Basket case

Great Basin Basketmakers

Just a few of the baskets that will be on display at the Artists Co-Op Gallery. These baskets were made by Cheryln Bennett, Molly Gardner, Mary Lee Fulkerson and Yvonne Logan.

Just a few of the baskets that will be on display at the Artists Co-Op Gallery. These baskets were made by Cheryln Bennett, Molly Gardner, Mary Lee Fulkerson and Yvonne Logan.

Photo by LAUREN RANDOLPH

Artists Co-op of Reno Gallery

627 Mill St.
Reno, NV 89502

(775) 322-8896

The tradition of basketmaking has a long history in Nevada. It’s one of the most ancient human crafts. Not only were baskets used for practical purposes, such as storing seeds and carrying water, they also represented the specific culture where they were made. Basketmaking is truly a local art, using materials found and gathered in a specific area. The art of basket-making takes a contemporary turn at the Great Basin Basketmakers Show at the Artists Co-Op Gallery.

Great Basin Basketmakers was formed in 1987 by Mary Lee Fulkerson—who even has baskets in the White House—when she placed an ad in a local newspaper. The guild started out with six members and has now grown to more than 200. In the beginning, there were no formal classes. The group would meet and bring in teachers so they could learn new techniques. Now they have their own book, Weaving Naturally in the Great Basin: A Guide to Harvesting and Preparing Plant Materials for Basketry. The book identifies plants around the area that can be used for weaving and tells how to harvest and prepare them for use. The group learns different techniques—some of the members, including Sue Coleman, are Native American and teach classes on traditional techniques—and the members then develop their own styles and approaches. A lot of labor goes into basketmaking because the artists generally gather and prepare their own materials before they can even start weaving.

“You cut your own willow and you have to split it,” says Cheryln Bennett, a member of GBB since 1994. “You’re just about dead after one of [Coleman’s] classes.”

The group’s members want to promote their own interpretations of what basketmaking means. The show at the Artists Co-Op Gallery features the art of many of the GBB artists, and the variety of work is about as diverse as the membership. Baskets may bring to mind a certain shape or material, but these artists have gotten creative with what the word “basket” really means. While there are recognizable baskets made out of all kinds of natural materials, including willow, yucca, honeysuckle and grasses, some of the artists also incorporate paper and wire into their creations. In addition to the baskets, there are wall hangings, fiber art, jewelry and gourds.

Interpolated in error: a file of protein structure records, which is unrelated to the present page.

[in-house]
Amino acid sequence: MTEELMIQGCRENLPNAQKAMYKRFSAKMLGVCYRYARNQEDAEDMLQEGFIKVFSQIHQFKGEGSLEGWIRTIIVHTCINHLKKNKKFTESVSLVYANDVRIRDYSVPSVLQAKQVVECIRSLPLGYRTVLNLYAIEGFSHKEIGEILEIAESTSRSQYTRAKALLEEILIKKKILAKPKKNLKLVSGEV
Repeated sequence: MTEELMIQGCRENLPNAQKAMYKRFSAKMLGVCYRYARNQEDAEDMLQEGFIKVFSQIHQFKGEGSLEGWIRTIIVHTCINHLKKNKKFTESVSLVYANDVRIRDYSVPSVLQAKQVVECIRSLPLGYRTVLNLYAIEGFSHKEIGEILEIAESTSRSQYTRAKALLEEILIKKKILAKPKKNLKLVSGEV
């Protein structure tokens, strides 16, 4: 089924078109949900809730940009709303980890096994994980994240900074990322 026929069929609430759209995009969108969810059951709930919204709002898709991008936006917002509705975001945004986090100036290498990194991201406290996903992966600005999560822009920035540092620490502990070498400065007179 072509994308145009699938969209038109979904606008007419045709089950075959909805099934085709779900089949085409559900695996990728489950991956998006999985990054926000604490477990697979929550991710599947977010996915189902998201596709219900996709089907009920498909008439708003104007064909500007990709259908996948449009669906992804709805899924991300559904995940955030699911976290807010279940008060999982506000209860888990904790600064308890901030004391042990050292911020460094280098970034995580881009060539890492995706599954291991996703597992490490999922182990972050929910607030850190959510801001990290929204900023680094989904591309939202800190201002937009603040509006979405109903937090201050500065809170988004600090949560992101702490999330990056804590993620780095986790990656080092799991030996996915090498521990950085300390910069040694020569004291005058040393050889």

“Some people weave on paper, or they find old tins in the desert, then take sticks and interweave fiber into them to tie it all together,” says Bennett. “It’s kind of endless the things you can use.” She started out as a watercolorist and gourd artist. “I wanted to learn to weave on top of the gourds and then I got hooked on basket making.”

Along with their mission of making baskets and learning everything they can about the traditions and techniques of basketmaking, the group is also interested in passing this knowledge on to others. Their show includes a demonstration during the reception on the techniques of weaving, twining, plaiting, coiling and knotting. Techniques and materials used by ancient basketmakers—and today’s artists—are explained in an educational display that will be up for the duration of the show, as well.

All of the baskets and weavings in the show are handmade. Members of GBB point out that even “with the advancement of world technology, there is still no machine that can make a basket.” The GBB show takes the art of basketmaking and blends tradition with contemporary elements, keeping the craft alive.